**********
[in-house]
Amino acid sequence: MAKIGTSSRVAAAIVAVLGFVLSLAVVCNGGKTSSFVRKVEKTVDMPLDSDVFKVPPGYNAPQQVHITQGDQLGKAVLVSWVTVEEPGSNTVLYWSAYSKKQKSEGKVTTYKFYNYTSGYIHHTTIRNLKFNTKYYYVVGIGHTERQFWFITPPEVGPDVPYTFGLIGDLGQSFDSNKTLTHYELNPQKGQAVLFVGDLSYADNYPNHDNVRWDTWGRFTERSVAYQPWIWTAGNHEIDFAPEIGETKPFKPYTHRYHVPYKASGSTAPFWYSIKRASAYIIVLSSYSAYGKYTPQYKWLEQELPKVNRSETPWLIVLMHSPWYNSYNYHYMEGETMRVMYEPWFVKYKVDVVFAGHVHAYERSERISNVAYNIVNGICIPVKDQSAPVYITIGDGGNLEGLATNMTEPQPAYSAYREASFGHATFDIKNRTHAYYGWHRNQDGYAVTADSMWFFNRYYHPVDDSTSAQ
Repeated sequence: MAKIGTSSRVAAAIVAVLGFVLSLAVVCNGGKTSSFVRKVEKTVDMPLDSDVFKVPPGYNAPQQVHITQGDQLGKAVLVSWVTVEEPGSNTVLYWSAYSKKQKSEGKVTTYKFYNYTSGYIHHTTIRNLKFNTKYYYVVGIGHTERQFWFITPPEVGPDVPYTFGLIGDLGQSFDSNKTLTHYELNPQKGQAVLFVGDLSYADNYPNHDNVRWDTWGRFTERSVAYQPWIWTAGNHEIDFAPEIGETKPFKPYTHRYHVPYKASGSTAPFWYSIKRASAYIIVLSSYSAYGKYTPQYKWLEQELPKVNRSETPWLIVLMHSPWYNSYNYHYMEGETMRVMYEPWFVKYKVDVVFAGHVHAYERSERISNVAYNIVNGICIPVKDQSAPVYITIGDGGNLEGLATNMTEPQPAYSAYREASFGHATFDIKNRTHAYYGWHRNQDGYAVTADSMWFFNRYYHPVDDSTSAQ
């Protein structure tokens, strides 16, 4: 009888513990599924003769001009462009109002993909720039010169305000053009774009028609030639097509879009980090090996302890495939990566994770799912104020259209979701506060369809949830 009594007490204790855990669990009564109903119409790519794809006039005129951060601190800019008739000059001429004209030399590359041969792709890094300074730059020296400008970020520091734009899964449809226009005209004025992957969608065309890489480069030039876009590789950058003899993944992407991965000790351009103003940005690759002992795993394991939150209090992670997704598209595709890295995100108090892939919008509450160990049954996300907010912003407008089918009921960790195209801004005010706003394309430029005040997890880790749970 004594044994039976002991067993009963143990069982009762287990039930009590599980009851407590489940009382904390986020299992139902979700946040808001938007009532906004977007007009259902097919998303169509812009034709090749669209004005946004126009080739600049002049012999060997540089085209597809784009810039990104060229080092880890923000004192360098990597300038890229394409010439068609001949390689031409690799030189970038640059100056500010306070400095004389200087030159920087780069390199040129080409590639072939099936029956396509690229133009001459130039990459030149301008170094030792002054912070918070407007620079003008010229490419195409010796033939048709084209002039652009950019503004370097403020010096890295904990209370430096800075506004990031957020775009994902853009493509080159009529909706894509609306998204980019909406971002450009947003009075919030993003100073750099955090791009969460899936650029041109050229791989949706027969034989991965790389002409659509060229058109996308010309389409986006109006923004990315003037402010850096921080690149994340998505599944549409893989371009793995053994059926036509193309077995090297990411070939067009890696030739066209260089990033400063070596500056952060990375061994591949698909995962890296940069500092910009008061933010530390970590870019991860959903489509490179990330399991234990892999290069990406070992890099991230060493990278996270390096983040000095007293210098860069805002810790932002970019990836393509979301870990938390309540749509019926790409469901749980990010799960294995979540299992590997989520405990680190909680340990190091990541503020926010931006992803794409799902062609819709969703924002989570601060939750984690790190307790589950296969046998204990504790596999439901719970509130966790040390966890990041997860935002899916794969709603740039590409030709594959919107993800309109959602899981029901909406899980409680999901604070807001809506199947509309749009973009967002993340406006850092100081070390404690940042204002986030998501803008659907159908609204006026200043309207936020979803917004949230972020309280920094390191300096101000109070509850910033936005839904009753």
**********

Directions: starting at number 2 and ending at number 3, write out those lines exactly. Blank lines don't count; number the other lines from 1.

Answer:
Amino acid sequence: MAKIGTSSRVAAAIVAVLGFVLSLAVVCNGGKTSSFVRKVEKTVDMPLDSDVFKVPPGYNAPQQVHITQGDQLGKAVLVSWVTVEEPGSNTVLYWSAYSKKQKSEGKVTTYKFYNYTSGYIHHTTIRNLKFNTKYYYVVGIGHTERQFWFITPPEVGPDVPYTFGLIGDLGQSFDSNKTLTHYELNPQKGQAVLFVGDLSYADNYPNHDNVRWDTWGRFTERSVAYQPWIWTAGNHEIDFAPEIGETKPFKPYTHRYHVPYKASGSTAPFWYSIKRASAYIIVLSSYSAYGKYTPQYKWLEQELPKVNRSETPWLIVLMHSPWYNSYNYHYMEGETMRVMYEPWFVKYKVDVVFAGHVHAYERSERISNVAYNIVNGICIPVKDQSAPVYITIGDGGNLEGLATNMTEPQPAYSAYREASFGHATFDIKNRTHAYYGWHRNQDGYAVTADSMWFFNRYYHPVDDSTSAQ
Repeated sequence: MAKIGTSSRVAAAIVAVLGFVLSLAVVCNGGKTSSFVRKVEKTVDMPLDSDVFKVPPGYNAPQQVHITQGDQLGKAVLVSWVTVEEPGSNTVLYWSAYSKKQKSEGKVTTYKFYNYTSGYIHHTTIRNLKFNTKYYYVVGIGHTERQFWFITPPEVGPDVPYTFGLIGDLGQSFDSNKTLTHYELNPQKGQAVLFVGDLSYADNYPNHDNVRWDTWGRFTERSVAYQPWIWTAGNHEIDFAPEIGETKPFKPYTHRYHVPYKASGSTAPFWYSIKRASAYIIVLSSYSAYGKYTPQYKWLEQELPKVNRSETPWLIVLMHSPWYNSYNYHYMEGETMRVMYEPWFVKYKVDVVFAGHVHAYERSERISNVAYNIVNGICIPVKDQSAPVYITIGDGGNLEGLATNMTEPQPAYSAYREASFGHATFDIKNRTHAYYGWHRNQDGYAVTADSMWFFNRYYHPVDDSTSAQ